The easiest way to explain this cool feature is to use an example.
Open Safari to any web page, preferably a long-form blog post on podfeet.com. Might I suggest the one about Scylla the Sea Monster or perhaps the one about the Shelf of Abandoned Hardware? They’re nice and long. Now take a screenshot.
- If you’re on a device with Face ID, hold down the power and up buttons at the same time to take a screenshot
- If you’re on a Touch ID device, it’s power and the home button
Tap on the screenshot thumbnail in the bottom left to open it in Markup. When it opens, you’ll see two new tabs at the top. The first says Screen and you’ll see the screenshot you just took below. The screenshot will have the familiar handles on the four corners and four sides inviting you to tighten up the screenshot to just what you want.
But the second tab says Full Page. You’ll still see the same screenshot but the handles to crop the image are gone. More importantly on the right side of the image, you’ll see the entire web page as a thumbnail with the first page highlighted! You can drag the highlight up and down to view the entire document.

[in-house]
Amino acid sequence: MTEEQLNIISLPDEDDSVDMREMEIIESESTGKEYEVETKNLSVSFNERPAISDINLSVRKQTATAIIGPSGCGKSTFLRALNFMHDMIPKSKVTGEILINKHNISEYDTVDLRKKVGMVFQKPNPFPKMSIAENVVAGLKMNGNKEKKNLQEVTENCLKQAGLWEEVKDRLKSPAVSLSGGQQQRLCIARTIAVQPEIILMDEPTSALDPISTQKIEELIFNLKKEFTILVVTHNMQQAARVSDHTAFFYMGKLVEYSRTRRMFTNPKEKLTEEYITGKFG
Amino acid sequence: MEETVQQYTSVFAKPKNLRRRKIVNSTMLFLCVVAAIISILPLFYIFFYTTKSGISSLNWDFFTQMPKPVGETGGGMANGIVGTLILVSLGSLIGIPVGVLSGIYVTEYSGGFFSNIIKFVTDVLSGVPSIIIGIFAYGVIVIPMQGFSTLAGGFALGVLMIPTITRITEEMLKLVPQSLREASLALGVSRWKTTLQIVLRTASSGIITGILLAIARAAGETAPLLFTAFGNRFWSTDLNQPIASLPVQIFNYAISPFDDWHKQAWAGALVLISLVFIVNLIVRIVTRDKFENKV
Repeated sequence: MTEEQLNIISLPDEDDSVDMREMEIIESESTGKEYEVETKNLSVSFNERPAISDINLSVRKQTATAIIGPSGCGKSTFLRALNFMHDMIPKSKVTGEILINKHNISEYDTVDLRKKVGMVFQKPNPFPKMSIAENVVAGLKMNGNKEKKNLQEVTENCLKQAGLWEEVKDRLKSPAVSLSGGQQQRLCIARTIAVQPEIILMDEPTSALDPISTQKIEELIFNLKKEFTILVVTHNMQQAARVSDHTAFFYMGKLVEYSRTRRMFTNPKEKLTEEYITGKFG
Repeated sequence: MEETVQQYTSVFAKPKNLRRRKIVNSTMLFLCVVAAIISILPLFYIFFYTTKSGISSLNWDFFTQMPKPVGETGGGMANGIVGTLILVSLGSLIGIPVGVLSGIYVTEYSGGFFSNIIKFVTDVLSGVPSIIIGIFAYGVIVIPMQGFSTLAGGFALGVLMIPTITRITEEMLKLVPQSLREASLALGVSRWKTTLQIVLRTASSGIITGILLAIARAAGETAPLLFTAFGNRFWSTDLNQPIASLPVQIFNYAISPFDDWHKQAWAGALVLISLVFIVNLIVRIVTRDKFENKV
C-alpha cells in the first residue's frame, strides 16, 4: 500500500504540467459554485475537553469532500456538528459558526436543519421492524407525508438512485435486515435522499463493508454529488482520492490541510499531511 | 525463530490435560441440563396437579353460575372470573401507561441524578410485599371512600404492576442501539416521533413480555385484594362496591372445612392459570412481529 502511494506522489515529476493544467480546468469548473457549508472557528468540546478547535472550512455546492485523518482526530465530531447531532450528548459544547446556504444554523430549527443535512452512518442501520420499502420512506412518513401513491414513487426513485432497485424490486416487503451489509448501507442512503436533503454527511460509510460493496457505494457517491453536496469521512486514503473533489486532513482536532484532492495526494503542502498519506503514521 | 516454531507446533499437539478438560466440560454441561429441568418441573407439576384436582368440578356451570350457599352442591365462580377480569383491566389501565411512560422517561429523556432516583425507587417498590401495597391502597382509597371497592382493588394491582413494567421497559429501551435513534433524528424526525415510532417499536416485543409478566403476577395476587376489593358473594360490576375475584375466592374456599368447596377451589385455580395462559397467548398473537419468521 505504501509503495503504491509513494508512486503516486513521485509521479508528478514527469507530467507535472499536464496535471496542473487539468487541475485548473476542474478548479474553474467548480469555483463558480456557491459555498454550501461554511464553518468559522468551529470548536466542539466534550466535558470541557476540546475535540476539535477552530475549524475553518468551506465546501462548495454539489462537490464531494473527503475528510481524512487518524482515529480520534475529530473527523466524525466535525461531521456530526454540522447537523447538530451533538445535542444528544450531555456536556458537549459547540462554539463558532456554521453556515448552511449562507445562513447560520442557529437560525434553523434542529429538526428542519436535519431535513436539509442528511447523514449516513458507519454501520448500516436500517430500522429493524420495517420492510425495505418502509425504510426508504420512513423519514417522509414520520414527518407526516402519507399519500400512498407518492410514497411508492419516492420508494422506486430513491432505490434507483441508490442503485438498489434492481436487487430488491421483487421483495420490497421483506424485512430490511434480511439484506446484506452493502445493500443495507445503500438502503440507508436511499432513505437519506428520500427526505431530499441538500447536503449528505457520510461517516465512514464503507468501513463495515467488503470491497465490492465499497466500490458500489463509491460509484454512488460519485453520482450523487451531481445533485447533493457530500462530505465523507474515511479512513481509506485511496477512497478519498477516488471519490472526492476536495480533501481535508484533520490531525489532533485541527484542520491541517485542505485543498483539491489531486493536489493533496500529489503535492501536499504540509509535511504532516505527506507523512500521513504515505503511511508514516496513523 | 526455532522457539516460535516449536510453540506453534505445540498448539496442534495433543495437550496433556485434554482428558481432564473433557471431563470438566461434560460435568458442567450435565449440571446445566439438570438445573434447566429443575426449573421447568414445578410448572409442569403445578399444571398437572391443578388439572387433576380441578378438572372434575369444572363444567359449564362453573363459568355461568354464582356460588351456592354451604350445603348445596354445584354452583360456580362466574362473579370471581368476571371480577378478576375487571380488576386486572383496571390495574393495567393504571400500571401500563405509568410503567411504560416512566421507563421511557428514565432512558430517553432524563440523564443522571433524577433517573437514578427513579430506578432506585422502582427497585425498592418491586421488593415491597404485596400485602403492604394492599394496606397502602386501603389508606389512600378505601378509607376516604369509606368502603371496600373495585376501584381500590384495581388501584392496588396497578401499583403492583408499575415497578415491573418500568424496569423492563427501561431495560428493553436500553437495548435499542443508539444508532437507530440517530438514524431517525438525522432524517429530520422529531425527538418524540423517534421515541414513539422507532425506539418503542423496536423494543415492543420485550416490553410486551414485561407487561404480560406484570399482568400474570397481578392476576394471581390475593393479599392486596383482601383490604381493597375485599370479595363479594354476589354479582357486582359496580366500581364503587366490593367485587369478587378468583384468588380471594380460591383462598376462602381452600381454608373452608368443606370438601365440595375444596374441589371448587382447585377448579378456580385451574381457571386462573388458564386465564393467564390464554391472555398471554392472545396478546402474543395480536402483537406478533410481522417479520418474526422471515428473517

In the upper left is a little crop symbol and if you tap that, you’ll see the entire web page in the middle of the screen, now with crop handles. This allows you to still capture long-form content and yet crop to just the portion you wanted. There’s a Cancel button in this cropping view to get back to the original Full Page view.
On iPadOS but not iOS, at the top right in both the Screen and Full Page views, you now have a slider that changes the opacity of the image. I’m not 100% sure what function that provides but I’ll keep experimenting on different pages and see if I can figure out a problem this solves. I hope to also figure out why it’s only on iPadOS and not on iOS.
You’ve always been able to delete a screenshot by hitting the Done button in the upper left and then tapping on Delete Screenshot but they’ve made it a bit easier now. There’s a trash can in the upper right inviting you to toss it away. But there’s another reason for that little trash can.